Prisoners in psychiatric hospitals not entitled to equal benefits with other patients

29 April 2010 by

R (D and M) v Secretary of State for Work and Pensions; R (EM) v Secretary of State for Work and Pensions [2010] EWCA Civ 18

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With apologies, this post originally appeared with the wrong title

The Court of Appeal has ruled on two linked challenges to the entitlement to welfare benefits of prisoners detained in psychiatric hospitals. One claim alleged unlawful discrimination as compared with other psychiatric patients not serving sentences, in breach of Article 14 ECHR, taken together with Article 1 Protocol 1 ECHR. The other claim raised a point of construction of the relevant regulations affecting one category of such prisoners

The discrimination aspect of the case considered two categories of convicted, sentenced prisoners: those transferred to psychiatric hospitals under section 47 of the Mental Health Act 1983, and those subject to hospital and limitation directions under section 45A of the Act. Prisoners in the first category are transferred after sentence, and generally after serving time in prison, while those in the second were subject to a direction at the same time as they are sentenced. Such prisoners were to be contrasted with, on the one hand, convicted prisoners who serve their sentence in prison and, on the other, patients who have been detained under purely civil law powers or under section 37 of the Act (that is, following conviction, but without any sentence having been passed).

From April 2006, these detained prisoners lost any entitlement to income-related benefits while civil patients detained under the Act became eligible to receive the full amount of means-tested benefits even after they had been in hospital for 52 weeks. The changes were made by the Social Security (Hospital Inpatients) Regulations 2005. The Regulations made no change to the general position that convicted prisoners who have been sentenced to a term of imprisonment are not entitled to receive any welfare benefits while they are in prison.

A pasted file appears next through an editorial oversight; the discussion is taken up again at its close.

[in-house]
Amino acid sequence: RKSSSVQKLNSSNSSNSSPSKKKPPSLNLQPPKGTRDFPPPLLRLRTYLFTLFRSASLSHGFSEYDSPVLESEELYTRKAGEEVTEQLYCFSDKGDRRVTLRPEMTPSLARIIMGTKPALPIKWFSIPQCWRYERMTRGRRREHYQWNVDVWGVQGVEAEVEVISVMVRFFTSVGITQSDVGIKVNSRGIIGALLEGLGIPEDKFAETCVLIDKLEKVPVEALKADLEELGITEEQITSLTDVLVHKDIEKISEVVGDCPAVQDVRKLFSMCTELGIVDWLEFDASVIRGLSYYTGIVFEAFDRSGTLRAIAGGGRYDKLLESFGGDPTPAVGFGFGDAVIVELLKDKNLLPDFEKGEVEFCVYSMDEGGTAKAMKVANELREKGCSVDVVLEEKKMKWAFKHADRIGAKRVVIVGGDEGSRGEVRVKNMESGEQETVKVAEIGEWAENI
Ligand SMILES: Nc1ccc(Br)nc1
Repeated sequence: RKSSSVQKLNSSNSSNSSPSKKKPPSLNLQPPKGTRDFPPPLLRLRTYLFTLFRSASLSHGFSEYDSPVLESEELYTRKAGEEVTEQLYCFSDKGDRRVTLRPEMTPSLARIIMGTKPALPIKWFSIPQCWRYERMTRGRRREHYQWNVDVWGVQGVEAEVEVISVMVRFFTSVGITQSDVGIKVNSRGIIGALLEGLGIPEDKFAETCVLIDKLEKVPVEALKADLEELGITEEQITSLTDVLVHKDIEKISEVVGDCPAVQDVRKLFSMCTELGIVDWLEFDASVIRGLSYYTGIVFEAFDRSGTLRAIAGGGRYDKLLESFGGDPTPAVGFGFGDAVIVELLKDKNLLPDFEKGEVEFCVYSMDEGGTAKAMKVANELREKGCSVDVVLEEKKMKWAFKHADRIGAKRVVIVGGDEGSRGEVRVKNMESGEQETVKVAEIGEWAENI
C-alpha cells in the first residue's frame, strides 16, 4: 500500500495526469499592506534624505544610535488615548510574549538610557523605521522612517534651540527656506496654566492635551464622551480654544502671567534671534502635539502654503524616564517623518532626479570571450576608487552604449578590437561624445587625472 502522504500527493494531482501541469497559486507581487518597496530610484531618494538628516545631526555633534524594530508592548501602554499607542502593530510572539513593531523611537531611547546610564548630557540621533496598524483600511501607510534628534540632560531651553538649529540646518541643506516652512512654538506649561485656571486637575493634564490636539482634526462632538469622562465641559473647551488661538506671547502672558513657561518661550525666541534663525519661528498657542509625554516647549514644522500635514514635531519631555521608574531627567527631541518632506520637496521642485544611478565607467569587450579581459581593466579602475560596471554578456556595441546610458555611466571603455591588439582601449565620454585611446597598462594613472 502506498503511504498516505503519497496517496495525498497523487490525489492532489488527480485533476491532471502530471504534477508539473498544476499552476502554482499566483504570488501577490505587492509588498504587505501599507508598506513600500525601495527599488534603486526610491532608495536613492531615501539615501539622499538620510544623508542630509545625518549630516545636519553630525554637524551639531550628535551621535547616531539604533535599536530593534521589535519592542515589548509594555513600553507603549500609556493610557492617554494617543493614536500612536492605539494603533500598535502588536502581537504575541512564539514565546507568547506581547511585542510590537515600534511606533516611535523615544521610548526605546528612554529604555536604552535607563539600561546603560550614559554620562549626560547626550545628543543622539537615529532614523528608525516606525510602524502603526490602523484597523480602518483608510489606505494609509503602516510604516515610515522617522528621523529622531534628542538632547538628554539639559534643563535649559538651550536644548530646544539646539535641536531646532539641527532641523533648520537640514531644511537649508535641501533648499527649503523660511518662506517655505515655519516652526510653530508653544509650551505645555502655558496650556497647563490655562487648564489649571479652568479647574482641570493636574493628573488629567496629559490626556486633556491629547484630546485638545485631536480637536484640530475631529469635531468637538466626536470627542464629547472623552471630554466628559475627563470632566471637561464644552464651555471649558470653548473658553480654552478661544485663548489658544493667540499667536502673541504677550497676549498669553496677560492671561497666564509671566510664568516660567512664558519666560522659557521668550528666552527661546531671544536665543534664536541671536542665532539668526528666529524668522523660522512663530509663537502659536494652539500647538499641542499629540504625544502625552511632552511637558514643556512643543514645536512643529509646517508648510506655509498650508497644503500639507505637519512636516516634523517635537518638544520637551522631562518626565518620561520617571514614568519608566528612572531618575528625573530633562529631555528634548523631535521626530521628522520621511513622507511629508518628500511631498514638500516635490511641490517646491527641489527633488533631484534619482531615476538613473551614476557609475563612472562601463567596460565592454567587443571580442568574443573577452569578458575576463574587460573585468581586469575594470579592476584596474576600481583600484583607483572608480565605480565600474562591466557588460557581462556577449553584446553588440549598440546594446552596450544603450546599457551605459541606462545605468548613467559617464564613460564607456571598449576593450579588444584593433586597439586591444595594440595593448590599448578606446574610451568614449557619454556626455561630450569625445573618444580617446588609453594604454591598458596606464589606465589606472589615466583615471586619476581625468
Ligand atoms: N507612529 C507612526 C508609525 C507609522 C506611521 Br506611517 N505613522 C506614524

The claimants argued that the distinctions made were unlawful given the similarities between the respective regimes under section 37 of the Act and under sections 45A and 47. All involve a judgment by the court or the Secretary of State based on medical advice that detention in a psychiatric hospital, rather than prison, is appropriate. Other than the fact that transferred prisoners are liable to be returned to prison once their treatment ceases, in every other respect they are treated for the purposes of the mental health legislation in the same way as patients subject to hospital orders under section 37.


The Court noted that it was now clearly established by Strasbourg and domestic law that a non-contributory, means-tested welfare benefit conferred by administrative regulation is regarded as a “possession” (R (RJM) v Department of Work and Pensions) [2009] 1 AC 311 and Stec v UK (2005) 41 EHRR SE295. It was common ground between the parties that prisoners had “other status” qualifying for protection under Article 14 ECHR.